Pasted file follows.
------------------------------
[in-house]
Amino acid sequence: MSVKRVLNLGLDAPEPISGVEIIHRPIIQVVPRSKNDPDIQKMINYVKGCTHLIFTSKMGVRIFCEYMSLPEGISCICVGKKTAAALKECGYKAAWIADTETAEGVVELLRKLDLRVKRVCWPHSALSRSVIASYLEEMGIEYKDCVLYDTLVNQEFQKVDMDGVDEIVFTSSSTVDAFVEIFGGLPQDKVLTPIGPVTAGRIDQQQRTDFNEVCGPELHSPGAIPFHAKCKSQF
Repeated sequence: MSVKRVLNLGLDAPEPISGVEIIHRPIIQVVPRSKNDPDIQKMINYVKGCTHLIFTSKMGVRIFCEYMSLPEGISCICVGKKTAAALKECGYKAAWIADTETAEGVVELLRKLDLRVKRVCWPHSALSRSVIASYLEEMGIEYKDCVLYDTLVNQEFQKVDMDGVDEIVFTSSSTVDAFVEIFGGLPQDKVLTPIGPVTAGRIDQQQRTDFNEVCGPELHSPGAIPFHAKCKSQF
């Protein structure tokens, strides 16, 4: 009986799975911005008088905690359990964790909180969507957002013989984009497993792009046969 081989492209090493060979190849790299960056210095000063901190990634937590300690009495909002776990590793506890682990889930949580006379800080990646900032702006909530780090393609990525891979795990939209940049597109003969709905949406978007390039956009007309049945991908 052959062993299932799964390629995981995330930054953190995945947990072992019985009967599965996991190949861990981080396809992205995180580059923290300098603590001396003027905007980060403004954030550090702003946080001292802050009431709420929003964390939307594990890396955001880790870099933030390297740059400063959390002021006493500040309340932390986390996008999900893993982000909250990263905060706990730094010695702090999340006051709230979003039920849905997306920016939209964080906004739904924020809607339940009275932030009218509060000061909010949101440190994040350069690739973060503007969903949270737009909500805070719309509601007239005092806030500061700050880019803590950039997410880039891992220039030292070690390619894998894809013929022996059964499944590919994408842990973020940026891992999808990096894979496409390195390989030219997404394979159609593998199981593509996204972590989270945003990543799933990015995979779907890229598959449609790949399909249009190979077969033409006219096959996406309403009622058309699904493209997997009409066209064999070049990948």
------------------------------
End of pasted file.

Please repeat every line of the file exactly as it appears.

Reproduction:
[in-house]
Amino acid sequence: MSVKRVLNLGLDAPEPISGVEIIHRPIIQVVPRSKNDPDIQKMINYVKGCTHLIFTSKMGVRIFCEYMSLPEGISCICVGKKTAAALKECGYKAAWIADTETAEGVVELLRKLDLRVKRVCWPHSALSRSVIASYLEEMGIEYKDCVLYDTLVNQEFQKVDMDGVDEIVFTSSSTVDAFVEIFGGLPQDKVLTPIGPVTAGRIDQQQRTDFNEVCGPELHSPGAIPFHAKCKSQF
Repeated sequence: MSVKRVLNLGLDAPEPISGVEIIHRPIIQVVPRSKNDPDIQKMINYVKGCTHLIFTSKMGVRIFCEYMSLPEGISCICVGKKTAAALKECGYKAAWIADTETAEGVVELLRKLDLRVKRVCWPHSALSRSVIASYLEEMGIEYKDCVLYDTLVNQEFQKVDMDGVDEIVFTSSSTVDAFVEIFGGLPQDKVLTPIGPVTAGRIDQQQRTDFNEVCGPELHSPGAIPFHAKCKSQF
């Protein structure tokens, strides 16, 4: 009986799975911005008088905690359990964790909180969507957002013989984009497993792009046969 081989492209090493060979190849790299960056210095000063901190990634937590300690009495909002776990590793506890682990889930949580006379800080990646900032702006909530780090393609990525891979795990939209940049597109003969709905949406978007390039956009007309049945991908 052959062993299932799964390629995981995330930054953190995945947990072992019985009967599965996991190949861990981080396809992205995180580059923290300098603590001396003027905007980060403004954030550090702003946080001292802050009431709420929003964390939307594990890396955001880790870099933030390297740059400063959390002021006493500040309340932390986390996008999900893993982000909250990263905060706990730094010695702090999340006051709230979003039920849905997306920016939209964080906004739904924020809607339940009275932030009218509060000061909010949101440190994040350069690739973060503007969903949270737009909500805070719309509601007239005092806030500061700050880019803590950039997410880039891992220039030292070690390619894998894809013929022996059964499944590919994408842990973020940026891992999808990096894979496409390195390989030219997404394979159609593998199981593509996204972590989270945003990543799933990015995979779907890229598959449609790949399909249009190979077969033409006219096959996406309403009622058309699904493209997997009409066209064999070049990948």